Many argue that one factor why the Philippines is underdeveloped in the dominance and perpetuation of political dynasties. The 1987 Philippine constitution, Article 2, Section 26 declares that, “The State shall guarantee equal access to public service and prohibit political dynasty as may be defined by law (Dannug and Campanilla 497).” A few politicians have tried to pass laws that would put an end to spread and persistence of political dynasties in the country. In 2004, Senate Bill 1317, an anti-dynasty bill has been filed by then Senator Alfredo Lim and by Senator Panfilo Lacson in 2007. Senator Miriam Defensor-Santiago is the most recent to file the anti-political dynasties act in 2011, which defines political dynasty as a situation when the spouse or a relative within the second degree of consanguinity holds a political office during the same term, runs for the same position immediately after the term of office of an incumbent official, or runs simultaneously for elective public office even if neither is related to an incumbent elected official.
In the Philippines, it is apparent that there is a succession of rulers from the same prominent families and lines. Even with the introduction of the political party list system, in the 11th congress for a more proportional representation in the House of Representatives, resulted in the continuing clan dominance, landing families to accumulate economic wealth and political power through the years (PoP 1; Tehankee).
Jennifer Conroy Franco believes that the colonial rule of the Spaniards and Americans in the Philippines have laid the foundations of socioeconomics and politics for the country (61). Filipino communities were accustomed to an early form of government even during the pre-Hispanic period, and political dynasties had been in existence in the country since then. The leaders of a barangay came from the economically rich families. The strong familial bonds of the datus, rajas, and maharlikas promoted the entrenchment of the leadership and power of this ruling class (Cabigao).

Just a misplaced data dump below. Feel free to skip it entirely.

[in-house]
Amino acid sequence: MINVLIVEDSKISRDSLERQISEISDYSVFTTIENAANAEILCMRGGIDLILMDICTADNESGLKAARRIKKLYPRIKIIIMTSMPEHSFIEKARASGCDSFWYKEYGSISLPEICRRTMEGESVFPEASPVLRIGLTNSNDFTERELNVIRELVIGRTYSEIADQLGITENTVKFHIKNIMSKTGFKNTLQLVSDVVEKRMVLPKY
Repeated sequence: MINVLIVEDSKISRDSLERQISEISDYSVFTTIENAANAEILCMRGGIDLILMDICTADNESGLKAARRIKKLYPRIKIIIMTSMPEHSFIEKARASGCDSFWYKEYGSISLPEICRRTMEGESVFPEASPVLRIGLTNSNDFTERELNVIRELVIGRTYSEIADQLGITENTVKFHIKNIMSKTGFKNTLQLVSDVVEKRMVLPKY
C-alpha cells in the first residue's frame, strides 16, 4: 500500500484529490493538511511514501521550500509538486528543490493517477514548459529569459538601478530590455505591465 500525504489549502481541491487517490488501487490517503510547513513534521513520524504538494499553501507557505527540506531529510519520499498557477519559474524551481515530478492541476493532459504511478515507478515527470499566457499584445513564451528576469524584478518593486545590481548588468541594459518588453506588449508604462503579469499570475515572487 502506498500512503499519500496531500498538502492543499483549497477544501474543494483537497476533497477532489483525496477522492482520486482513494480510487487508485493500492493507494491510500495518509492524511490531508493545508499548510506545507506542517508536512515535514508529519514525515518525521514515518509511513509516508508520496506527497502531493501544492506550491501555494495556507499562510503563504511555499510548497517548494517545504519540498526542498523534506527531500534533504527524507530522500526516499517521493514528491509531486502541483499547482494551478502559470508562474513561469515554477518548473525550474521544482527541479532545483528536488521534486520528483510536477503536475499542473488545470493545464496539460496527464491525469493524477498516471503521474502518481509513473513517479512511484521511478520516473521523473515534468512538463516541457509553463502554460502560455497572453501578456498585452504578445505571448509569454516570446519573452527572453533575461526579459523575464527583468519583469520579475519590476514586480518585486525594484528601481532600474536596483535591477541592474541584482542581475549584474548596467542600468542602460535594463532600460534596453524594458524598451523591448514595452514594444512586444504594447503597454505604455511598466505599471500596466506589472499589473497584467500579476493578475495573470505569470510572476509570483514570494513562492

During the Spanish colonial period, the government became more centralized, with the king of Spain on top of the hierarchical arrangement. The only Filipino rulers came from a group of wealthy landowners known as principalias, or the “prominent ones”. Many of the principalias were descendants of the early datus and maharlikas. They were appointed as Alcalde Mayors, Gobernadorcillos, and Kabesas de Barangay and were entrusted with fiscal and administrative obligations. The local offices held by the natives were hereditary during the first two hundred years of colonial rule, giving their family an advantage of being known by the communities (Cabigao; Franco 67).
Stephanie Cabigao states that the introduction of education and suffrage during the American period “catapulted the elites in the first local election in 1903 and the first national elections in 1907” (qtd. in Tuazon). In the 1901 municipal code, voting...